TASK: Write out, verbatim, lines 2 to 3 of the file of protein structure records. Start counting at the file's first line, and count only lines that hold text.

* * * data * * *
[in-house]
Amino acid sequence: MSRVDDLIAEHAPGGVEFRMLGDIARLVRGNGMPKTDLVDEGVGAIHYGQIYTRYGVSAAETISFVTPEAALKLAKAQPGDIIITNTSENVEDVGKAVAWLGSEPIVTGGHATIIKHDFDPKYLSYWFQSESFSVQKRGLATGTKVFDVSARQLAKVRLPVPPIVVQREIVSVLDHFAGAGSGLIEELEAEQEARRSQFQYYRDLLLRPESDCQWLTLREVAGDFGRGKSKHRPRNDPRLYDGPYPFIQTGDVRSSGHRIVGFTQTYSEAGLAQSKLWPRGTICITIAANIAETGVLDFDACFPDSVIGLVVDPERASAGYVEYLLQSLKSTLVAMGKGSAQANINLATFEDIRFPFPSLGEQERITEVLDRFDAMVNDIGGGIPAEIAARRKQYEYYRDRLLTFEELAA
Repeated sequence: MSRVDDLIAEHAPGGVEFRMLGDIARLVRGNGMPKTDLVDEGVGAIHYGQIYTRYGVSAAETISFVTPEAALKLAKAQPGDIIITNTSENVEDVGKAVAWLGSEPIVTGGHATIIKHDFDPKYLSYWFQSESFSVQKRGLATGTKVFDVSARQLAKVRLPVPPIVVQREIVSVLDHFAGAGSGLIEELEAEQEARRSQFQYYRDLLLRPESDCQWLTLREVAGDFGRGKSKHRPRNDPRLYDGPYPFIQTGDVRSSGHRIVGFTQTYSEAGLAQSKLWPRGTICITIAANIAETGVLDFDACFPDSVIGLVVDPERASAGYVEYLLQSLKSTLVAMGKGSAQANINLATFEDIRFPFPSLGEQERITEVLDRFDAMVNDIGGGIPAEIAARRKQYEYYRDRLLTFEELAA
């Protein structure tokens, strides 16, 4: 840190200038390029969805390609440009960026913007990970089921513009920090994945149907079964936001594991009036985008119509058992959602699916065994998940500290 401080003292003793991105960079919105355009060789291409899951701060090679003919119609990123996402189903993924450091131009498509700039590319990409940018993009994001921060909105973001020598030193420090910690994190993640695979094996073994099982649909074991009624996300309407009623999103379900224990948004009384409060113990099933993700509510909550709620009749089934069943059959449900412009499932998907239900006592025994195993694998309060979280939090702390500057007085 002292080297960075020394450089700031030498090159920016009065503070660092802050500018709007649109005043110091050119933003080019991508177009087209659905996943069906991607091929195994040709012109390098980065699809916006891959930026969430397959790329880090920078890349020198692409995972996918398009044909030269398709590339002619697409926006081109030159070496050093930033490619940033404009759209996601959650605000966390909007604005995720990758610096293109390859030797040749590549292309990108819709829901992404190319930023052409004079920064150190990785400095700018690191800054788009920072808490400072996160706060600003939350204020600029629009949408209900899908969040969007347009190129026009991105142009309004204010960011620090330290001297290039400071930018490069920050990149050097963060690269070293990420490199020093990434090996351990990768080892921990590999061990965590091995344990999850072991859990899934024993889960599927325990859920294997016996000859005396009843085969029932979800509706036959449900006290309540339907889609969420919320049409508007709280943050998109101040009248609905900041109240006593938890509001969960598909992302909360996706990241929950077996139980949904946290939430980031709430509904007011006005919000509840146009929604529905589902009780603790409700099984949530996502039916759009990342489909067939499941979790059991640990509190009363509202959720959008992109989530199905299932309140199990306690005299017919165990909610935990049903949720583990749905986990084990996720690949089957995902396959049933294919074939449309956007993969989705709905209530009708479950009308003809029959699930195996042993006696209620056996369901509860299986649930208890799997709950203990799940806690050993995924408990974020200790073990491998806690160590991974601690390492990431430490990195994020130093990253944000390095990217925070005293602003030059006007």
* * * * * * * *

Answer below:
Amino acid sequence: MSRVDDLIAEHAPGGVEFRMLGDIARLVRGNGMPKTDLVDEGVGAIHYGQIYTRYGVSAAETISFVTPEAALKLAKAQPGDIIITNTSENVEDVGKAVAWLGSEPIVTGGHATIIKHDFDPKYLSYWFQSESFSVQKRGLATGTKVFDVSARQLAKVRLPVPPIVVQREIVSVLDHFAGAGSGLIEELEAEQEARRSQFQYYRDLLLRPESDCQWLTLREVAGDFGRGKSKHRPRNDPRLYDGPYPFIQTGDVRSSGHRIVGFTQTYSEAGLAQSKLWPRGTICITIAANIAETGVLDFDACFPDSVIGLVVDPERASAGYVEYLLQSLKSTLVAMGKGSAQANINLATFEDIRFPFPSLGEQERITEVLDRFDAMVNDIGGGIPAEIAARRKQYEYYRDRLLTFEELAA
Repeated sequence: MSRVDDLIAEHAPGGVEFRMLGDIARLVRGNGMPKTDLVDEGVGAIHYGQIYTRYGVSAAETISFVTPEAALKLAKAQPGDIIITNTSENVEDVGKAVAWLGSEPIVTGGHATIIKHDFDPKYLSYWFQSESFSVQKRGLATGTKVFDVSARQLAKVRLPVPPIVVQREIVSVLDHFAGAGSGLIEELEAEQEARRSQFQYYRDLLLRPESDCQWLTLREVAGDFGRGKSKHRPRNDPRLYDGPYPFIQTGDVRSSGHRIVGFTQTYSEAGLAQSKLWPRGTICITIAANIAETGVLDFDACFPDSVIGLVVDPERASAGYVEYLLQSLKSTLVAMGKGSAQANINLATFEDIRFPFPSLGEQERITEVLDRFDAMVNDIGGGIPAEIAARRKQYEYYRDRLLTFEELAA